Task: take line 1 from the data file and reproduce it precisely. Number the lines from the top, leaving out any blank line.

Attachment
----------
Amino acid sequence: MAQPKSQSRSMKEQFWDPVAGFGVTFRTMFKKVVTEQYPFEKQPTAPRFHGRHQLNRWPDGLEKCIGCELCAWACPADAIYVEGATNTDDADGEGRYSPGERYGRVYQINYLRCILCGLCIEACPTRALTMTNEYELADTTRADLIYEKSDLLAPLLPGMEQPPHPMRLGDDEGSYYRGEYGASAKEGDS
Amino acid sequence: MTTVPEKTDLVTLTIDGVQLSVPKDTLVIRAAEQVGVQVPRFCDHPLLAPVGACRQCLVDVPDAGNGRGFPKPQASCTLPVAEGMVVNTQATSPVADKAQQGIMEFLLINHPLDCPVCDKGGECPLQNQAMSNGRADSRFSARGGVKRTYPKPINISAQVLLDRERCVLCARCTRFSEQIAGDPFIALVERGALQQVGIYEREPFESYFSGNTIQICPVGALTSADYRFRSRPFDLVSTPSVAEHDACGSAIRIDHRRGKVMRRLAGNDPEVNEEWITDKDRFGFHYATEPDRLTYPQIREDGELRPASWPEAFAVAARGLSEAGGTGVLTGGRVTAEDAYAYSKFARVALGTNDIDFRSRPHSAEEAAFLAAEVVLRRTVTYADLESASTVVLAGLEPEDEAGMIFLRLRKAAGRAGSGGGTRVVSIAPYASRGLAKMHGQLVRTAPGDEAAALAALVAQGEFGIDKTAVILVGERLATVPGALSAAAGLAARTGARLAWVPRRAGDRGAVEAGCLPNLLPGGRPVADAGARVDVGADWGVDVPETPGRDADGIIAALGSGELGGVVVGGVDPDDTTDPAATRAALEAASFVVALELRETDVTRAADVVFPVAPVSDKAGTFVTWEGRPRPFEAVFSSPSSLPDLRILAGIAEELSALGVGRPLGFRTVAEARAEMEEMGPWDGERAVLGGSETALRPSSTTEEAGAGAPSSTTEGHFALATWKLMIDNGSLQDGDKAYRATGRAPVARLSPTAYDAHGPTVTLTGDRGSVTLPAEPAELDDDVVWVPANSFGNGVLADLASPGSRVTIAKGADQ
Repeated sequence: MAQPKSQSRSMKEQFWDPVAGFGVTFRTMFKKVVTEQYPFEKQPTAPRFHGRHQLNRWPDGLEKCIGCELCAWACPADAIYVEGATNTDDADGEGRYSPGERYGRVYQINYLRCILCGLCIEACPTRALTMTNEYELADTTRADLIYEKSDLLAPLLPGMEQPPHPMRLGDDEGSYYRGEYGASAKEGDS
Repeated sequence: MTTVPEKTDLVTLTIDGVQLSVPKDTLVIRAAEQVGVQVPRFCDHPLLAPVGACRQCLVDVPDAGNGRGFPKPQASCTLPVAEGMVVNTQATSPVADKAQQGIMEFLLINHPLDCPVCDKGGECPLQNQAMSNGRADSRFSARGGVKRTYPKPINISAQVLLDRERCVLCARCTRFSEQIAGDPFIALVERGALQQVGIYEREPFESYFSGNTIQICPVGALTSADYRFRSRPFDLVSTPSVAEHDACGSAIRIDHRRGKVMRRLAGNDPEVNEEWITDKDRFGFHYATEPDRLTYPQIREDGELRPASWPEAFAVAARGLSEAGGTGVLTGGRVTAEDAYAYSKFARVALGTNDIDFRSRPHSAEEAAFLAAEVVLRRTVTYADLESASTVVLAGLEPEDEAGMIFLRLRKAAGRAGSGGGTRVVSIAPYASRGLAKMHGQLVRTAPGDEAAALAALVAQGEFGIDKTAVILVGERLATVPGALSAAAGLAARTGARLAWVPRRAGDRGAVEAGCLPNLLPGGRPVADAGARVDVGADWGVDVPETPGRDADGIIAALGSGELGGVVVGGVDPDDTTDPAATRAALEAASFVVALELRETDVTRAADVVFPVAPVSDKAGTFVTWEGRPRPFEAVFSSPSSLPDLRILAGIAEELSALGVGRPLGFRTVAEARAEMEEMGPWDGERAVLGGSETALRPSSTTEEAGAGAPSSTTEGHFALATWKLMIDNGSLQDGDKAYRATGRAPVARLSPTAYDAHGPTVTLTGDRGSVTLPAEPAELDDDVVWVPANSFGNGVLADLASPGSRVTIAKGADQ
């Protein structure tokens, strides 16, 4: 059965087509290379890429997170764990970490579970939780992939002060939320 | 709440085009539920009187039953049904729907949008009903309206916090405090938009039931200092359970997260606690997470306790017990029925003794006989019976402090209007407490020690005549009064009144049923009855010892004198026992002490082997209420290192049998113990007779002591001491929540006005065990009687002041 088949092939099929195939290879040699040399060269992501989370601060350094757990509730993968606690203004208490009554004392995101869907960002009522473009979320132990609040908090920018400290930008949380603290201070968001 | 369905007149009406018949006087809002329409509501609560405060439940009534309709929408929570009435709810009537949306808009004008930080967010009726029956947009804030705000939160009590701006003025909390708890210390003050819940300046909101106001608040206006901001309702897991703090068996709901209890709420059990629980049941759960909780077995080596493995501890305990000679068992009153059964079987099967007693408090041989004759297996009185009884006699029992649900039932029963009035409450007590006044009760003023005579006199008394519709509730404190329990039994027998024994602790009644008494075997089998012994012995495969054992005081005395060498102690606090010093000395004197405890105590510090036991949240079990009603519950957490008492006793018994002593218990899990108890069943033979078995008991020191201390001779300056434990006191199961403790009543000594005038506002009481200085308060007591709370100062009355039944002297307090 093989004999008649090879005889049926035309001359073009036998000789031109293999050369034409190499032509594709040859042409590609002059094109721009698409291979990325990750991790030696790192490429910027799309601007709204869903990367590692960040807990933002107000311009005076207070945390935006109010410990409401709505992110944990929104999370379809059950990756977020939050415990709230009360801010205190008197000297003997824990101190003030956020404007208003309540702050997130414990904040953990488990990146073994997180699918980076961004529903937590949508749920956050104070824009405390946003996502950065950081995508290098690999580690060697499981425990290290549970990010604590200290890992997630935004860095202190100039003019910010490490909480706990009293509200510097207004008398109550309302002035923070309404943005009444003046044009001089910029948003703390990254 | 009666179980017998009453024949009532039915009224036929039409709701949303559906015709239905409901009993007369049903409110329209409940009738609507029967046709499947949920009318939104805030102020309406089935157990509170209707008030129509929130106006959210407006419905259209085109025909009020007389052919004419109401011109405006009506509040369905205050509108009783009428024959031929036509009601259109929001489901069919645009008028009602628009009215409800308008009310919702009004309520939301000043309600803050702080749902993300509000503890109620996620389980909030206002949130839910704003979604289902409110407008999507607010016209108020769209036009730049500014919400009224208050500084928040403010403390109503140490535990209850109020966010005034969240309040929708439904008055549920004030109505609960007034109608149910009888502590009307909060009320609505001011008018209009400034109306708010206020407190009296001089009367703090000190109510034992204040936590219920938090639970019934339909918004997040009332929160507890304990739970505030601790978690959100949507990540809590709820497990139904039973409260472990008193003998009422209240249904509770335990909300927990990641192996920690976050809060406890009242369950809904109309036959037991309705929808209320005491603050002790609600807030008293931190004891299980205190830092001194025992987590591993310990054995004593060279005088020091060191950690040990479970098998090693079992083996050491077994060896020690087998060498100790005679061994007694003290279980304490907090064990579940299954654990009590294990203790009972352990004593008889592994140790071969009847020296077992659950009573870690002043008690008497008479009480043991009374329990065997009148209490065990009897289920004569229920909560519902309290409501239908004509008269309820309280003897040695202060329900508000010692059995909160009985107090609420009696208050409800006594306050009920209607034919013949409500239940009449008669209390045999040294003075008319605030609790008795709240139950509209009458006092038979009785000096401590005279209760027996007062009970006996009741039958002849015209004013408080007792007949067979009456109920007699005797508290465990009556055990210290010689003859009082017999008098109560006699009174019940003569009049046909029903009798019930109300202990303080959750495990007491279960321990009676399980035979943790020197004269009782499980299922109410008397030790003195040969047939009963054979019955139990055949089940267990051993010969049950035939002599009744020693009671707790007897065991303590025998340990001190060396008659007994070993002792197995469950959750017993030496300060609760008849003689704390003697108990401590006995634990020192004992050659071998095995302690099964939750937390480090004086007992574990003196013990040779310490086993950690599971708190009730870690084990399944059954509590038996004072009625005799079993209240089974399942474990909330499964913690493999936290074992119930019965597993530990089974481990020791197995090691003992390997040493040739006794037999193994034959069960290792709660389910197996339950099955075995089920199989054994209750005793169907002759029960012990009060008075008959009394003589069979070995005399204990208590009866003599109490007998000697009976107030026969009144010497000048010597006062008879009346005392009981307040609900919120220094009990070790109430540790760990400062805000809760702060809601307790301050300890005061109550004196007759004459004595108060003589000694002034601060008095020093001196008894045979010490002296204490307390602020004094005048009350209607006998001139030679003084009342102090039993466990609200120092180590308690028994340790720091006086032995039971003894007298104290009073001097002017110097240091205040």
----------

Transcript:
Amino acid sequence: MAQPKSQSRSMKEQFWDPVAGFGVTFRTMFKKVVTEQYPFEKQPTAPRFHGRHQLNRWPDGLEKCIGCELCAWACPADAIYVEGATNTDDADGEGRYSPGERYGRVYQINYLRCILCGLCIEACPTRALTMTNEYELADTTRADLIYEKSDLLAPLLPGMEQPPHPMRLGDDEGSYYRGEYGASAKEGDS